The invention also relates to a method of inhibiting adherence of life forms to a formation surface or structure surface comprising treating the structure surface with an inhibiting agent for inhibiting the formation of amyloid. This inhibiting agent for amyloid formation may be applied to a structure surface. This inhibiting agent may further be applied to a structure that is natural (such as rock) or man-made, for example a building or vehicle such as a ship. Indeed the methods of the present invention can be employed to prevent any undesired bio-fouling, for example by micro-organisms.
Applications include antibacterial applications. It will be appreciated that there are many applications for such methods and materials including in infection control. Of particular interest within the present invention are infection control applications in human and veterinary medicine such as in surface cleaning. Also of particular interest are infection control of materials entering the body, for example, implants etc.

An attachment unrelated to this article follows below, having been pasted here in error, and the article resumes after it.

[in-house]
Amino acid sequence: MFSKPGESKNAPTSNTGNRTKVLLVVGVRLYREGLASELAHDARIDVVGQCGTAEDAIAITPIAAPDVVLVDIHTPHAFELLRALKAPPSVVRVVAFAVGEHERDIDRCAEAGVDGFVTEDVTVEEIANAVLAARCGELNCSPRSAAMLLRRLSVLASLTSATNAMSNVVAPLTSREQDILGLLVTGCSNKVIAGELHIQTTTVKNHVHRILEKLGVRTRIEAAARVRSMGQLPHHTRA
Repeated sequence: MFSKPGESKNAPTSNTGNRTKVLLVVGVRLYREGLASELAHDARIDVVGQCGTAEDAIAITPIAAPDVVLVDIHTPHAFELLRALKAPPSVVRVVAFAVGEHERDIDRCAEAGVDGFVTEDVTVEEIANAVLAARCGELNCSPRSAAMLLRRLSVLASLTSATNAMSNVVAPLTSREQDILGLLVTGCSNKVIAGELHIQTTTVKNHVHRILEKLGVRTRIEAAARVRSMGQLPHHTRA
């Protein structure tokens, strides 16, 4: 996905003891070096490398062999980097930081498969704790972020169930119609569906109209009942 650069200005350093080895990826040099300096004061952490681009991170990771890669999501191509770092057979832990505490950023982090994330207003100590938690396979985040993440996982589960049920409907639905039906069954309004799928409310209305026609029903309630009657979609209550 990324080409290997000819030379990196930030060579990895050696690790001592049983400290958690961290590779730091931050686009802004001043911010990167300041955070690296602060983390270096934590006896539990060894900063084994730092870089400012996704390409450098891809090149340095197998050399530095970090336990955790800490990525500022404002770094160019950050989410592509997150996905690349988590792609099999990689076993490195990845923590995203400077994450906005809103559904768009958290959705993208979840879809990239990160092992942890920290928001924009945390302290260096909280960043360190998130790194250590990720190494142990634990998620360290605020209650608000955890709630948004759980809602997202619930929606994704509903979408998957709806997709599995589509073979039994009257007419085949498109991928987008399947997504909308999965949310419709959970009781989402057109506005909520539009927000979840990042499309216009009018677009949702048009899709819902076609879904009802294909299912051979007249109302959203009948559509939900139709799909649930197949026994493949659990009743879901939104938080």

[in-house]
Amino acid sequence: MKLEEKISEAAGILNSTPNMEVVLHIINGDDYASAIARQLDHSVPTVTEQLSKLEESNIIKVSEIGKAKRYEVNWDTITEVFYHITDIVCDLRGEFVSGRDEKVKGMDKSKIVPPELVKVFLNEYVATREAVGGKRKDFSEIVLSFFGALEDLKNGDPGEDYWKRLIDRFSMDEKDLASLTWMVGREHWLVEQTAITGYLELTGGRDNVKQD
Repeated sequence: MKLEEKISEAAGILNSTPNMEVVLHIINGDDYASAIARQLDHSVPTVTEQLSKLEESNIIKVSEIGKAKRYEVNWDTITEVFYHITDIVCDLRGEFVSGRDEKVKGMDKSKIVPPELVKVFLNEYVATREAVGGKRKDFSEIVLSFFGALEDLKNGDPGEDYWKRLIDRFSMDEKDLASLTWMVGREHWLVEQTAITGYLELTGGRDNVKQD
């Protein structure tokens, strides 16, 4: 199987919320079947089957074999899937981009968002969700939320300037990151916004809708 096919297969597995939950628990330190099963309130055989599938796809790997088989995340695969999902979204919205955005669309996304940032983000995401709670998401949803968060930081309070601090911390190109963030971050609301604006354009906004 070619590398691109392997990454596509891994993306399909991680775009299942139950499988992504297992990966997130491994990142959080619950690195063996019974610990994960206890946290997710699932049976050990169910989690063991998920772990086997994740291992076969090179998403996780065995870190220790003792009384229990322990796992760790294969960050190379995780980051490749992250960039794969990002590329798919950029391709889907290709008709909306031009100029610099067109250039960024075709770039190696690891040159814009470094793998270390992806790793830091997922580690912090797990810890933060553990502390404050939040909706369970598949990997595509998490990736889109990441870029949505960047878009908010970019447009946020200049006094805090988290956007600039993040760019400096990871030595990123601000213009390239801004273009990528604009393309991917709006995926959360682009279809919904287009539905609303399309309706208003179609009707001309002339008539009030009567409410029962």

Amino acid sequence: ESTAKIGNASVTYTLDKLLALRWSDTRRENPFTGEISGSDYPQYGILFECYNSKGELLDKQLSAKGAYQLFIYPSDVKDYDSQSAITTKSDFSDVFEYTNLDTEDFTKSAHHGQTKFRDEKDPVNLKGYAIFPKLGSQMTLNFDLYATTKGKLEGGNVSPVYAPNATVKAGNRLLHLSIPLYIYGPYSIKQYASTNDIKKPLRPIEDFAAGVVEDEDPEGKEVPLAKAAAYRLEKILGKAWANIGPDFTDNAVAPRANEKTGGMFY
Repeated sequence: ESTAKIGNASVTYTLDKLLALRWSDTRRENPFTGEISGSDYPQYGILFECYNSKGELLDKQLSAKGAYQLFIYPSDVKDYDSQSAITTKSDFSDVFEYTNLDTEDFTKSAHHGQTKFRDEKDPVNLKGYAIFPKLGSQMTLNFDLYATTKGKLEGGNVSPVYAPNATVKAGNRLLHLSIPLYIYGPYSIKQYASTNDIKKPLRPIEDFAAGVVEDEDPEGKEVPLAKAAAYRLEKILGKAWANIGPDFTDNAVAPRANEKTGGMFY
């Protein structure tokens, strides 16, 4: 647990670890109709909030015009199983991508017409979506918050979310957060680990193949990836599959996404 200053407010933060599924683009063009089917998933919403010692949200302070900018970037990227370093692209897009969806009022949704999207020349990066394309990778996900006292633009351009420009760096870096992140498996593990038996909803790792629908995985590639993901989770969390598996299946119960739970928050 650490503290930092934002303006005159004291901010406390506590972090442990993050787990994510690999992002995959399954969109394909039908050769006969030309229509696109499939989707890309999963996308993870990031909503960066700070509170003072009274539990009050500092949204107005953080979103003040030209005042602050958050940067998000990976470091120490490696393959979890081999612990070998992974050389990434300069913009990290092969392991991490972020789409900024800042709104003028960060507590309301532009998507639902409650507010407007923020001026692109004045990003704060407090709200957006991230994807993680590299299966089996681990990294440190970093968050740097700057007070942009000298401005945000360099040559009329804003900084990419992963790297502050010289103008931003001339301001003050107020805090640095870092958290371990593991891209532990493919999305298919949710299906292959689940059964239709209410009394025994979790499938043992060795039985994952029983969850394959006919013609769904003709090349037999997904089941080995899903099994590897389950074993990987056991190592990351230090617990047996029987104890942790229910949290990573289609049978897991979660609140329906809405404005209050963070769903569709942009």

The present invention also relates to an article of commerce which comprises a composition having an amyloid precursor peptide or protein and a conversion agent for converting the protein into an amyloid fibril or amyloid-like fibril confirmation. In such an article of commerce the protein may be solubilised or that the conversion agent may be a catalyst for example metal ions or amyloid seed or denaturant for example urea, SDS, guanidine hydrochloride. It is also possible that the conversion agent is an enzyme.

Further embodiments disclose an article of commerce which comprises a composition having a suitable precursor material such as peptide or protein, wherein the protein is converted into an amyloid fibril or amyloid-like fibril conformation by one or more of the following: (1) upon contact with the atmosphere; (2) Upon contact with water; (3) Upon exposure to radiation such as UV radiation; (4) Upon contact with an amyloid or amyloid-like form of a protein or peptide; (5) Upon heating; (6) Upon a suitable change in pH; (7) Upon a combination of two or more of the preceding conditions (l)-(6).

A further embodiment relates to an article of commerce comprising a material that has been mechanically strengthened by synthetic amyloid-like peptide or protein or synthetic amyloid-like fibrils.